A psychiatrist is a physician who is specially trained in diagnosing and treating mental illnesses.
While the field of psychiatry has traditionally been associated with psychoanalysis, most psychiatrists today offer a variety of services, including treatments tailored to the specific biological, psychotherapeutic and psychosocial needs of their patients.
Psychiatrists are generally considered the medical experts for the interface of mind, brain and body.
Mental illness is like other medical conditions; it can range from relatively mild to simple or complex self-limiting conditions to life-threatening, severe disorders.
The National Institute of Mental Health estimates approximately 18.6 percent of adults ages 18 and older in the U.S. have conditions that could be diagnosable as mental illness. That’s the equivalent of 43.7 million adults.
Psychiatry is one of the oldest medical specialty fields. It is constantly evolving as new discoveries are uncovered through research on the brain.
Recent neuroscience advances have led to important new technologies used in the diagnosis and treatment of a multitude of mental disorders.
Brain imaging and new pharmaceuticals, among other emerging innovations, have led to the development of mental illness treatments that are as effective as treatments in other medical specialties.
Psychiatrists are responsible for analyzing a patient's mental health status and providing the necessary treatment. There responsibilities include, but are not limited to, the following:
Diagnosing mental issues
Developing treatment plans
Admitting patients to hospitals
Ordering tests or examinations
Prescribing medications and other treatments
Additionally, they have assessment sessions with their patients to gauge responses to treatment and determine mental disorders.
Psychiatrists must be able to engage with people and use their medical expertise to make a comprehensive assessment of patients.
They combine medication along with therapy sessions to develop treatment plans and help people overcome mental disorders.
Their skills include the following:
Psychiatrists must be able to apply facts and principles to issues to determine conclusions and solve problems. They must use knowledge and logic to find patters in happenings and determine causes and provide solutions.
Psychiatrists must be able to clearly convey thoughts and ideas to gauge patient issues. They must also be great listeners and ask questions that involve the patient and make the environment open and relaxed.
Must be very compassionate and able to empathize with a patient's pain and other difficulties. They are able to make people feel comfortable and meet them at their emotional level to humanize themselves and let people know they care.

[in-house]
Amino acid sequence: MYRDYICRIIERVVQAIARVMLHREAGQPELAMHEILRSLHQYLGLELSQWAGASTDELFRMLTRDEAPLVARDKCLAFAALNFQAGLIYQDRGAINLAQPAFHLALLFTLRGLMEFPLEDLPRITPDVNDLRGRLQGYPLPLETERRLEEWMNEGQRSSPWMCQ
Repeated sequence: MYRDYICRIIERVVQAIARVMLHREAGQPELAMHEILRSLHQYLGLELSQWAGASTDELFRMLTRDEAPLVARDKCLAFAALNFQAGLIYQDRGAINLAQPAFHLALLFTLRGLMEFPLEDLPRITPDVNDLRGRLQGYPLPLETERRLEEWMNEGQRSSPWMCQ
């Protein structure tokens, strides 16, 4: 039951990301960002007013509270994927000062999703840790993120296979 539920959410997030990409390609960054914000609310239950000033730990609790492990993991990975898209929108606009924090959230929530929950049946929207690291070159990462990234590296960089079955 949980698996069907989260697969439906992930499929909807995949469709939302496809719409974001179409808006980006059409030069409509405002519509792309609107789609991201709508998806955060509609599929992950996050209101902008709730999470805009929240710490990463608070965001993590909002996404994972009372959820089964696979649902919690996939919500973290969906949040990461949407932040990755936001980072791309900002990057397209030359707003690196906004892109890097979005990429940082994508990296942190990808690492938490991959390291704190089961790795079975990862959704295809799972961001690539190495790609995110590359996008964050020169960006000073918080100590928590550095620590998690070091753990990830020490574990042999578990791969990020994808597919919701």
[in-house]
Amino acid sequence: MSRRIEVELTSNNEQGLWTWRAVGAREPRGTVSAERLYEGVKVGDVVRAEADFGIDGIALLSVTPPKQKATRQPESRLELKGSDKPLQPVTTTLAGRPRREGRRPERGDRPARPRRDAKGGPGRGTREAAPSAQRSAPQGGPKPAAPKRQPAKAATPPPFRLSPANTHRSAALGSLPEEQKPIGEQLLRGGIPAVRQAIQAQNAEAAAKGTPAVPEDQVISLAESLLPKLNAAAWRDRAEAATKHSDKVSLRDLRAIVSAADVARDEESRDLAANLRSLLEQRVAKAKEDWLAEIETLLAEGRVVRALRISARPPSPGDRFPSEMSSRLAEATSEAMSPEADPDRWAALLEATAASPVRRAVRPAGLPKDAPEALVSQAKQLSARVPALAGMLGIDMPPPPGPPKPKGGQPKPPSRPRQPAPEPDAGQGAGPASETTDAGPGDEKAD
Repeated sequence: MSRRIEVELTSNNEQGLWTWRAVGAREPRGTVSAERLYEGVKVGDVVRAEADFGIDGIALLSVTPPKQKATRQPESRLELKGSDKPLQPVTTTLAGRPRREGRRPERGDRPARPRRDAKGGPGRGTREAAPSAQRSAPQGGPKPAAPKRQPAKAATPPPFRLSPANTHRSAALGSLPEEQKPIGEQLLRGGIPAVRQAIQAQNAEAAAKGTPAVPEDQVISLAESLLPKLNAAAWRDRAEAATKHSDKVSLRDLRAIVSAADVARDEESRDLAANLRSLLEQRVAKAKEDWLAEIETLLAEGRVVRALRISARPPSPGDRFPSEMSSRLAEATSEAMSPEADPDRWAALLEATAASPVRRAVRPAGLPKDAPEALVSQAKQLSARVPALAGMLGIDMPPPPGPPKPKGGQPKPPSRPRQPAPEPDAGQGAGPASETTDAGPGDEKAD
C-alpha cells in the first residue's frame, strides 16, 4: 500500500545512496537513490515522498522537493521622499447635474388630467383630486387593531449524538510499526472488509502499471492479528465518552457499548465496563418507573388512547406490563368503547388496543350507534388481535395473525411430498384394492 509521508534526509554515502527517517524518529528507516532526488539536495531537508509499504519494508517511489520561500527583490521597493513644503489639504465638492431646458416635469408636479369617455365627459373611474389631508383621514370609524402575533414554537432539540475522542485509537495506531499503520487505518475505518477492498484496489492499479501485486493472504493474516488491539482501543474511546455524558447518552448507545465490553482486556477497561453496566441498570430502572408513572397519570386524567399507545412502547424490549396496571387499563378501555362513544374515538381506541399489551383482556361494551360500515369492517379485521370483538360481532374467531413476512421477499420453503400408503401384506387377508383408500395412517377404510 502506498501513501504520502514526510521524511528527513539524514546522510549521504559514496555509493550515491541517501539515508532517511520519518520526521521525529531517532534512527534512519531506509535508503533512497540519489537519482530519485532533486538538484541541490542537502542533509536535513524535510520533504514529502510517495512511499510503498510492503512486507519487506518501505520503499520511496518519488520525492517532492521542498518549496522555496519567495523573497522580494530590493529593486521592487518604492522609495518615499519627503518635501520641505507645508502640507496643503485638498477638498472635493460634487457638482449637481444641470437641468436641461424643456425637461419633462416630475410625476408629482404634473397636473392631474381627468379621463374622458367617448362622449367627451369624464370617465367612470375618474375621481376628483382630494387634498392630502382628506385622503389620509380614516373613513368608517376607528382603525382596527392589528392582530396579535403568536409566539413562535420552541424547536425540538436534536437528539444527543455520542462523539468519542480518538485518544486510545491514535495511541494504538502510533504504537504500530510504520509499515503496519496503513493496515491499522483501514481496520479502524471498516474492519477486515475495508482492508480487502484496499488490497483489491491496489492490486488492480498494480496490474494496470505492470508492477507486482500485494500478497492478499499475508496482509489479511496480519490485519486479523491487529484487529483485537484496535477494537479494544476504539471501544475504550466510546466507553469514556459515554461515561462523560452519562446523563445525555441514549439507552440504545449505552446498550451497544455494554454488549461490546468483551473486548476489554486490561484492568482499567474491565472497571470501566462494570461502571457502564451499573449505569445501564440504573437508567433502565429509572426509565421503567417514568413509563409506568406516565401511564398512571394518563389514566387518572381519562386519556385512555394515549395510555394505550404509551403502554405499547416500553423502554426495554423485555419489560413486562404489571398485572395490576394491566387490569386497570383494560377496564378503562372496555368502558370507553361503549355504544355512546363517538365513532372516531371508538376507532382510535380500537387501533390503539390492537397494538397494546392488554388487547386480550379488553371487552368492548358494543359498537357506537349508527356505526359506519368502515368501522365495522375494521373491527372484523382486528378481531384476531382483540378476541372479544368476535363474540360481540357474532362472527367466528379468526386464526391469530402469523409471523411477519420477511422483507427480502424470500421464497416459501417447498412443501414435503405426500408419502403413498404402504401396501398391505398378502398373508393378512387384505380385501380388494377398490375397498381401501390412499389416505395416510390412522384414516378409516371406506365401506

Must be emotionally stable and deal with stress effectively, so they can help others who cannot deal with their emotions or stress. Must be a solid foundation and be able to handle stress and separate personal emotion so as to stay objective and be effective in treatment.
Psychiatrists must have a solid ethical code and keep sessions with patients confidential as they can greatly affect people's lives. Must know that there could be consequences for error.
Psychiatrists interact with a range of people from all walks of life, therefore they must be open-minded and tolerant of different cultures and circumstances. Since they are in a research field, they must be open to new studies and findings as to adapt with changing times.
People have to trust their psychiatrist. The job is all about inspiring patients to confide in you and trust you with their problems. If you aren't trustworthy, you will never make it as a Psychiatrist.
Psychiatrists need to be very patient because of the long sessions with patients and while conducting the required research to become a better professional. They must understand it takes time to see results and be willing to put in that time.
Psychiatrists must be able to gauge how people react and read their body language to decipher their feelings and predict their actions. They must be able to determine if people could be a risk to themselves or others and to distinguish truths from lies.
An average workweek for a psychiatrist is generally around 48 hours. Activities required in any given week may include administrative duties, teaching responsibilities, consultation with clients and colleagues and research. Most psychiatrists, however, spend over 60 percent of their time working directly with patients.
Two-thirds of these patients are generally seen on an outpatient basis while the rest are seen in a hospital setting. In recent years, partial hospital or day programs and community and residential programs have grown in popularity.
Psychiatric hospitalization has become more focused, more intense, with a much shorter duration that seen in previous years.
A psychiatrist may work in a private practice or a group association much the way other physicians do. Psychiatrists can also be found practicing in the public sector, such as in Veteran's Administration facilities or state hospitals.
Some work in community mental health centers that are set up for the clientele unique to psychiatry. Other settings where a psychiatric practice may flourish include medical schools, general hospitals and HMOs and specialized psychiatric hospitals.
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